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Please be advised that Advance ER locations do not have the capability of doing outpatient testing. We apologize but as a state licensed free-standing emergency center we can only provide COVID-19 testing services through our emergency room (emergency room charges apply). Advance ER locations do offer free medical screening’s, and we are happy to treat your medical care needs. While we are sorry the inconvenience this may cause, we appreciate the community support during this pandemic.

Contact Lens Wearers: Stop Hurting Your Eyes!

The CDC has completed an online survey of contact lens users in the United States and found that more than 99 percent reported at least one risky habit.

An estimated 41 million American wear contact lenses according to their report.  Improper use and handling of contact lenses can lead to pain, redness and increased risk of eye infections like keratitis.

More women than men saw a doctor for their eye infection and 55 percent ended up in the emergency room for their condition.

The Top Contact Lens Wearing Offenses According to the CDC

According to the CDC these top offenses increase the risk for eye infections by five times or more.

  • Four-fifths admitted to keeping their content lens cases for longer than the recommend the period of three months.
  • More than half of survey respondents said they re-use existing solutions instead of emptying their lens cases.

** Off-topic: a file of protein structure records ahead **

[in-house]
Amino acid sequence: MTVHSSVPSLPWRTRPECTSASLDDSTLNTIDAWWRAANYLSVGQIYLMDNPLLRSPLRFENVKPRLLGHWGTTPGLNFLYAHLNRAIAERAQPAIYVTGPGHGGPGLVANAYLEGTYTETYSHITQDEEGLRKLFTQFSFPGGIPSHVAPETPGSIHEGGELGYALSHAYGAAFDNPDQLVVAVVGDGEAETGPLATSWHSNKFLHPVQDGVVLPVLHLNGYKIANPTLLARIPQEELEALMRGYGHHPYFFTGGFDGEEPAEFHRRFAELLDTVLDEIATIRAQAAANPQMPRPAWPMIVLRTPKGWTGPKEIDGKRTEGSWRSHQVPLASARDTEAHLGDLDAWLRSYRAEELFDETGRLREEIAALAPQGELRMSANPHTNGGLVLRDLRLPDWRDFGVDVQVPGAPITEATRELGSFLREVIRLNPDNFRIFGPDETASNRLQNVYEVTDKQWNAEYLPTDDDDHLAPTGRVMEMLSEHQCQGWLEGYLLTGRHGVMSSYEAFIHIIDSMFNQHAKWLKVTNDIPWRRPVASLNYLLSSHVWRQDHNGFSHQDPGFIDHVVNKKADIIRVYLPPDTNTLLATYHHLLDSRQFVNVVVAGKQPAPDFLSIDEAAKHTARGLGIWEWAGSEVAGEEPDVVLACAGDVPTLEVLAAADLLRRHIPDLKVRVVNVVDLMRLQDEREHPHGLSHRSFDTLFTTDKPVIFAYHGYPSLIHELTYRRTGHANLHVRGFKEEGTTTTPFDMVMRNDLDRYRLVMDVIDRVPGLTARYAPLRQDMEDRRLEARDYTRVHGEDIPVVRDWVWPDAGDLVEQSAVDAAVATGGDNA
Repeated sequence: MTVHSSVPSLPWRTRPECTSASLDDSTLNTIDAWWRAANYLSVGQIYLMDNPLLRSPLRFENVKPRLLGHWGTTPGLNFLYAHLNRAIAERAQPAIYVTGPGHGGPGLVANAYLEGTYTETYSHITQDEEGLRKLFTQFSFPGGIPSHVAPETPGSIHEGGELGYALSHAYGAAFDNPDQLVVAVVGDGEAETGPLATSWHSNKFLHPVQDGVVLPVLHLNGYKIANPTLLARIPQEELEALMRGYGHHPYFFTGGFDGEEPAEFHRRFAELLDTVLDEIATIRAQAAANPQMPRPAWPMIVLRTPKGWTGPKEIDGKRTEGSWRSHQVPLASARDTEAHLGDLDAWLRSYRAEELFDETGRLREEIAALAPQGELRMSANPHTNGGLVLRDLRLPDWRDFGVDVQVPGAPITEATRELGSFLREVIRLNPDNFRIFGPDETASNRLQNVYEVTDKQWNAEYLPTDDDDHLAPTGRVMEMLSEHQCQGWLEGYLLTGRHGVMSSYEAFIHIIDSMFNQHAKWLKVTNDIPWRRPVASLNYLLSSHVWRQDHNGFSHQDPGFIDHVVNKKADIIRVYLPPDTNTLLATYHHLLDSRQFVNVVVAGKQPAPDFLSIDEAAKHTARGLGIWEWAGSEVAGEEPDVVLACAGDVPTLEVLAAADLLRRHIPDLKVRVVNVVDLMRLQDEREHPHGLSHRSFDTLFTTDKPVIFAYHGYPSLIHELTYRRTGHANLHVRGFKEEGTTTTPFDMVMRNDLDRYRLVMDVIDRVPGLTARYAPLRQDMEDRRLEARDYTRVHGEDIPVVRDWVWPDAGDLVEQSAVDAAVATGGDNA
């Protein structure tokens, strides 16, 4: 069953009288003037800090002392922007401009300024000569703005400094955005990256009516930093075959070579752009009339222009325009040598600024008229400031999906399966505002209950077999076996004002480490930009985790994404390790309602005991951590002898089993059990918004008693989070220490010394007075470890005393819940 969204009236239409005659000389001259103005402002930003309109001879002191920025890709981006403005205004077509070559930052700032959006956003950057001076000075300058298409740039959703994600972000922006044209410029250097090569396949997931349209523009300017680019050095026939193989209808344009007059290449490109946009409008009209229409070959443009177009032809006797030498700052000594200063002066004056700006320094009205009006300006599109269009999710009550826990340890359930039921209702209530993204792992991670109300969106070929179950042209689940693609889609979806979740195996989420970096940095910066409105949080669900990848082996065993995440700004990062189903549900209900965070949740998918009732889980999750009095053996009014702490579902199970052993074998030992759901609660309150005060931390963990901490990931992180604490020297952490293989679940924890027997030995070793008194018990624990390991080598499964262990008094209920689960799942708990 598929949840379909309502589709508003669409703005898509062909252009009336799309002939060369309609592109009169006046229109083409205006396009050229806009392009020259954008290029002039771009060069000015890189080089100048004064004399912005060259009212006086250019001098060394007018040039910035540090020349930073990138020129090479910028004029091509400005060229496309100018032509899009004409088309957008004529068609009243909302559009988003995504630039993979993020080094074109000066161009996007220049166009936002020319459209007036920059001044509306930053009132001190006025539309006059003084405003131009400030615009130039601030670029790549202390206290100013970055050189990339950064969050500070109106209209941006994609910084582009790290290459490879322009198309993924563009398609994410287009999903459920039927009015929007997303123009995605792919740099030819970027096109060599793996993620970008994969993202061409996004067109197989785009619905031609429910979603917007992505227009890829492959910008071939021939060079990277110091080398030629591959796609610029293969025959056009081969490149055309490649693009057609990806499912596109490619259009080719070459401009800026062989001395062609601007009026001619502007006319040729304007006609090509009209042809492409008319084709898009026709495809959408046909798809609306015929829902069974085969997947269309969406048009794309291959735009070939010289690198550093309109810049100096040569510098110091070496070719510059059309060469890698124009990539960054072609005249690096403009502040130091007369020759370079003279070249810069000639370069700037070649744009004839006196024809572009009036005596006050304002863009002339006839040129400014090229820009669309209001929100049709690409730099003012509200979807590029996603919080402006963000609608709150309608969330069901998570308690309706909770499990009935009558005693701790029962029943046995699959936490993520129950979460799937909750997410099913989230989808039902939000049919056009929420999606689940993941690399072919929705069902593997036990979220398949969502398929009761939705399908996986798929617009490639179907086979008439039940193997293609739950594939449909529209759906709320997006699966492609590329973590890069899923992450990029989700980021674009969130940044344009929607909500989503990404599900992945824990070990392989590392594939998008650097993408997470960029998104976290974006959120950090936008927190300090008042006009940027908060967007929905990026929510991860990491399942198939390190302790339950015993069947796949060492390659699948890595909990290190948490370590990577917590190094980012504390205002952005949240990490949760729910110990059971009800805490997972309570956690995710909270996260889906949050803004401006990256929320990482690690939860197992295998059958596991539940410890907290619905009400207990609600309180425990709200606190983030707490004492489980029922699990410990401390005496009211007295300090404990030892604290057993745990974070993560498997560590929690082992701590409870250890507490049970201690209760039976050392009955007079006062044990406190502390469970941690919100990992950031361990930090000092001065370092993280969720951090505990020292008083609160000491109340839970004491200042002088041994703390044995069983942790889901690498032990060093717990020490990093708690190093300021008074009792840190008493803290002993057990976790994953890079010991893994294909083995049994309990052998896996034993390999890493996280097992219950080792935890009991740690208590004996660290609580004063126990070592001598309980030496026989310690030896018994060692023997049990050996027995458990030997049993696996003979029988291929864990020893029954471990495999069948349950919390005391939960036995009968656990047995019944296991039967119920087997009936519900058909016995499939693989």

• Half reported wearing their contact lens while sleeping.
  • Nearly 80 percent admitted to keeping their contacts in for longer than the recommended period

More likely than not, the contact lens wearers reading this article are guilty of some (or all) of the offenses listed above.  Proper contact lens handling helps ensure happy, healthy eyes.

8 Contact Lens Handling Tips to Reduce the Risk of Eye Infections

The CDC has outlined the following ways contact lens wearers can reduce their risk of eye infections:

  1. Wash your hands with soap and water then dry them before you touch your contact lenses.
  2. Remove contacts before sleeping, showering or swimming.
  3. Rub and rinse contacts in disinfecting solutions each time you remove them.
  4. After each use, rub and rinse your contact lens case with solution then dry the case.
  5. Store your contact lens case upside down with the caps off.
  6. Don’t add fresh solution to old solution.
  7. Replace contact lens cases at least once every three months.
  8. Carry a pair of backup glasses in case you have to remove your contact lenses.
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